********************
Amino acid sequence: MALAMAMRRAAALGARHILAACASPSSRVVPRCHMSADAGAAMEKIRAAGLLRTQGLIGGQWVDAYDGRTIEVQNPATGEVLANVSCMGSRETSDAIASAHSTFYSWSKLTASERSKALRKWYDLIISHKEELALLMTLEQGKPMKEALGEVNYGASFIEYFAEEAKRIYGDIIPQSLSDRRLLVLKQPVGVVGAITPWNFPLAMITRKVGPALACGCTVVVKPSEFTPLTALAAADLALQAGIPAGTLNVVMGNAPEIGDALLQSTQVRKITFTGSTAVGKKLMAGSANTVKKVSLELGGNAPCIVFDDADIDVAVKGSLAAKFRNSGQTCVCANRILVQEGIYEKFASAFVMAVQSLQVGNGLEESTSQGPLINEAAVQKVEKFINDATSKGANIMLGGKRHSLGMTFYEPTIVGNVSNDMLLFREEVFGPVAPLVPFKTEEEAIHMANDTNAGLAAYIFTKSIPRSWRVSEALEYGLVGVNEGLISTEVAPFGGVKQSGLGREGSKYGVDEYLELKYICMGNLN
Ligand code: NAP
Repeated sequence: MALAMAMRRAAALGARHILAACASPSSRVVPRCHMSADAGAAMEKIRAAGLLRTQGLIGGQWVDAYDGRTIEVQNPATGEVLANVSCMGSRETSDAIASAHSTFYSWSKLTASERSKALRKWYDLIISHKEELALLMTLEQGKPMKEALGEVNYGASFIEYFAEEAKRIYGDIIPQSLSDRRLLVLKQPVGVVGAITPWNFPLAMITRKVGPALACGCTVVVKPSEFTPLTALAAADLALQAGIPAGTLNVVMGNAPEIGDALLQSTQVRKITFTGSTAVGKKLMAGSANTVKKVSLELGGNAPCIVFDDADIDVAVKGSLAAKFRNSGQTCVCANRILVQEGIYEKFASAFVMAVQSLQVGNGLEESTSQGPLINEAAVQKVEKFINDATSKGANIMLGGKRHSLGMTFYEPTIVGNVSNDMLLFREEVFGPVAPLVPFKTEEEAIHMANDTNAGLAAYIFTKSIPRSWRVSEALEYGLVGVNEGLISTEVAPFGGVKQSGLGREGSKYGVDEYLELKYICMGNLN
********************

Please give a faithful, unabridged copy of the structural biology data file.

Amino acid sequence: MALAMAMRRAAALGARHILAACASPSSRVVPRCHMSADAGAAMEKIRAAGLLRTQGLIGGQWVDAYDGRTIEVQNPATGEVLANVSCMGSRETSDAIASAHSTFYSWSKLTASERSKALRKWYDLIISHKEELALLMTLEQGKPMKEALGEVNYGASFIEYFAEEAKRIYGDIIPQSLSDRRLLVLKQPVGVVGAITPWNFPLAMITRKVGPALACGCTVVVKPSEFTPLTALAAADLALQAGIPAGTLNVVMGNAPEIGDALLQSTQVRKITFTGSTAVGKKLMAGSANTVKKVSLELGGNAPCIVFDDADIDVAVKGSLAAKFRNSGQTCVCANRILVQEGIYEKFASAFVMAVQSLQVGNGLEESTSQGPLINEAAVQKVEKFINDATSKGANIMLGGKRHSLGMTFYEPTIVGNVSNDMLLFREEVFGPVAPLVPFKTEEEAIHMANDTNAGLAAYIFTKSIPRSWRVSEALEYGLVGVNEGLISTEVAPFGGVKQSGLGREGSKYGVDEYLELKYICMGNLN
Ligand code: NAP
Repeated sequence: MALAMAMRRAAALGARHILAACASPSSRVVPRCHMSADAGAAMEKIRAAGLLRTQGLIGGQWVDAYDGRTIEVQNPATGEVLANVSCMGSRETSDAIASAHSTFYSWSKLTASERSKALRKWYDLIISHKEELALLMTLEQGKPMKEALGEVNYGASFIEYFAEEAKRIYGDIIPQSLSDRRLLVLKQPVGVVGAITPWNFPLAMITRKVGPALACGCTVVVKPSEFTPLTALAAADLALQAGIPAGTLNVVMGNAPEIGDALLQSTQVRKITFTGSTAVGKKLMAGSANTVKKVSLELGGNAPCIVFDDADIDVAVKGSLAAKFRNSGQTCVCANRILVQEGIYEKFASAFVMAVQSLQVGNGLEESTSQGPLINEAAVQKVEKFINDATSKGANIMLGGKRHSLGMTFYEPTIVGNVSNDMLLFREEVFGPVAPLVPFKTEEEAIHMANDTNAGLAAYIFTKSIPRSWRVSEALEYGLVGVNEGLISTEVAPFGGVKQSGLGREGSKYGVDEYLELKYICMGNLN